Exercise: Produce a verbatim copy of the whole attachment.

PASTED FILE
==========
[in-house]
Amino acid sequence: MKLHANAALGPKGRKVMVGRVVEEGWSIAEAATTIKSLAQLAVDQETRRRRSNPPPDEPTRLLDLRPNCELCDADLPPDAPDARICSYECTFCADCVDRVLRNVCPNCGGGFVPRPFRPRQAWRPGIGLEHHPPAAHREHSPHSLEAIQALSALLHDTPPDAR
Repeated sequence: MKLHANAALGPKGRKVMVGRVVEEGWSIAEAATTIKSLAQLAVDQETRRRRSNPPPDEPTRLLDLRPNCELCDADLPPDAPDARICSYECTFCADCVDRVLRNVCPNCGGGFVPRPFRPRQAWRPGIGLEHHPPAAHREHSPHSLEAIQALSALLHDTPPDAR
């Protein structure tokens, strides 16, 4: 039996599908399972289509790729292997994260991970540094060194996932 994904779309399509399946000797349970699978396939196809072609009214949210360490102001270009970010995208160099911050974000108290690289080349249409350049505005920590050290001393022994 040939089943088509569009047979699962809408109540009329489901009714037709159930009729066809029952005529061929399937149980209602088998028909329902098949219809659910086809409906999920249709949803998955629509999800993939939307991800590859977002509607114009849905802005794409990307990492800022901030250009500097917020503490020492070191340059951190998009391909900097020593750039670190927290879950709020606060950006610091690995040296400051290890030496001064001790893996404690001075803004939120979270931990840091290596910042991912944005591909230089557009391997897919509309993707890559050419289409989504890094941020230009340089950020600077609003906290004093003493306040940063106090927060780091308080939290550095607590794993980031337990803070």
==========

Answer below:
[in-house]
Amino acid sequence: MKLHANAALGPKGRKVMVGRVVEEGWSIAEAATTIKSLAQLAVDQETRRRRSNPPPDEPTRLLDLRPNCELCDADLPPDAPDARICSYECTFCADCVDRVLRNVCPNCGGGFVPRPFRPRQAWRPGIGLEHHPPAAHREHSPHSLEAIQALSALLHDTPPDAR
Repeated sequence: MKLHANAALGPKGRKVMVGRVVEEGWSIAEAATTIKSLAQLAVDQETRRRRSNPPPDEPTRLLDLRPNCELCDADLPPDAPDARICSYECTFCADCVDRVLRNVCPNCGGGFVPRPFRPRQAWRPGIGLEHHPPAAHREHSPHSLEAIQALSALLHDTPPDAR
């Protein structure tokens, strides 16, 4: 039996599908399972289509790729292997994260991970540094060194996932 994904779309399509399946000797349970699978396939196809072609009214949210360490102001270009970010995208160099911050974000108290690289080349249409350049505005920590050290001393022994 040939089943088509569009047979699962809408109540009329489901009714037709159930009729066809029952005529061929399937149980209602088998028909329902098949219809659910086809409906999920249709949803998955629509999800993939939307991800590859977002509607114009849905802005794409990307990492800022901030250009500097917020503490020492070191340059951190998009391909900097020593750039670190927290879950709020606060950006610091690995040296400051290890030496001064001790893996404690001075803004939120979270931990840091290596910042991912944005591909230089557009391997897919509309993707890559050419289409989504890094941020230009340089950020600077609003906290004093003493306040940063106090927060780091308080939290550095607590794993980031337990803070």